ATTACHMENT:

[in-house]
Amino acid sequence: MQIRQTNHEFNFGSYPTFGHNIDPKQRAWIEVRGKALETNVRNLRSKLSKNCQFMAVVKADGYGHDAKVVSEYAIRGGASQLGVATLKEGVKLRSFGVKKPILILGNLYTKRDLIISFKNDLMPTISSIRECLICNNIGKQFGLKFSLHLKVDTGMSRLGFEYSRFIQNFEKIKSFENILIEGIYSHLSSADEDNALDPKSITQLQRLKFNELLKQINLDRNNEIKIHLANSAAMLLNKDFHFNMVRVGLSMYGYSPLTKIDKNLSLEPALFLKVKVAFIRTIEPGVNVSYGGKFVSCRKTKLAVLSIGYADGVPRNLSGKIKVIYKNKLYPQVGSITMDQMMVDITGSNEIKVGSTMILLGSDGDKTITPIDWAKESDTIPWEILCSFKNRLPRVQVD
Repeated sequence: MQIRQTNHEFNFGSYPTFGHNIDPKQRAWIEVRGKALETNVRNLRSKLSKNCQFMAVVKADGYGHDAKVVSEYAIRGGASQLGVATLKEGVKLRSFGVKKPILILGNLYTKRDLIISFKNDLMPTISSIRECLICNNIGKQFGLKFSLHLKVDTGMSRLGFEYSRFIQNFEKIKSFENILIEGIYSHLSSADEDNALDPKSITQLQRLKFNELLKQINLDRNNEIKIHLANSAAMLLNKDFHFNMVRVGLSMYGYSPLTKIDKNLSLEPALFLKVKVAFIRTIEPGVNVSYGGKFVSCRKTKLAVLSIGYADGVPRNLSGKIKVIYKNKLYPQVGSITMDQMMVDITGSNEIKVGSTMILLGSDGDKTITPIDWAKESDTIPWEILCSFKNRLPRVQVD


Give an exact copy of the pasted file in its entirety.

[in-house]
Amino acid sequence: MQIRQTNHEFNFGSYPTFGHNIDPKQRAWIEVRGKALETNVRNLRSKLSKNCQFMAVVKADGYGHDAKVVSEYAIRGGASQLGVATLKEGVKLRSFGVKKPILILGNLYTKRDLIISFKNDLMPTISSIRECLICNNIGKQFGLKFSLHLKVDTGMSRLGFEYSRFIQNFEKIKSFENILIEGIYSHLSSADEDNALDPKSITQLQRLKFNELLKQINLDRNNEIKIHLANSAAMLLNKDFHFNMVRVGLSMYGYSPLTKIDKNLSLEPALFLKVKVAFIRTIEPGVNVSYGGKFVSCRKTKLAVLSIGYADGVPRNLSGKIKVIYKNKLYPQVGSITMDQMMVDITGSNEIKVGSTMILLGSDGDKTITPIDWAKESDTIPWEILCSFKNRLPRVQVD
Repeated sequence: MQIRQTNHEFNFGSYPTFGHNIDPKQRAWIEVRGKALETNVRNLRSKLSKNCQFMAVVKADGYGHDAKVVSEYAIRGGASQLGVATLKEGVKLRSFGVKKPILILGNLYTKRDLIISFKNDLMPTISSIRECLICNNIGKQFGLKFSLHLKVDTGMSRLGFEYSRFIQNFEKIKSFENILIEGIYSHLSSADEDNALDPKSITQLQRLKFNELLKQINLDRNNEIKIHLANSAAMLLNKDFHFNMVRVGLSMYGYSPLTKIDKNLSLEPALFLKVKVAFIRTIEPGVNVSYGGKFVSCRKTKLAVLSIGYADGVPRNLSGKIKVIYKNKLYPQVGSITMDQMMVDITGSNEIKVGSTMILLGSDGDKTITPIDWAKESDTIPWEILCSFKNRLPRVQVD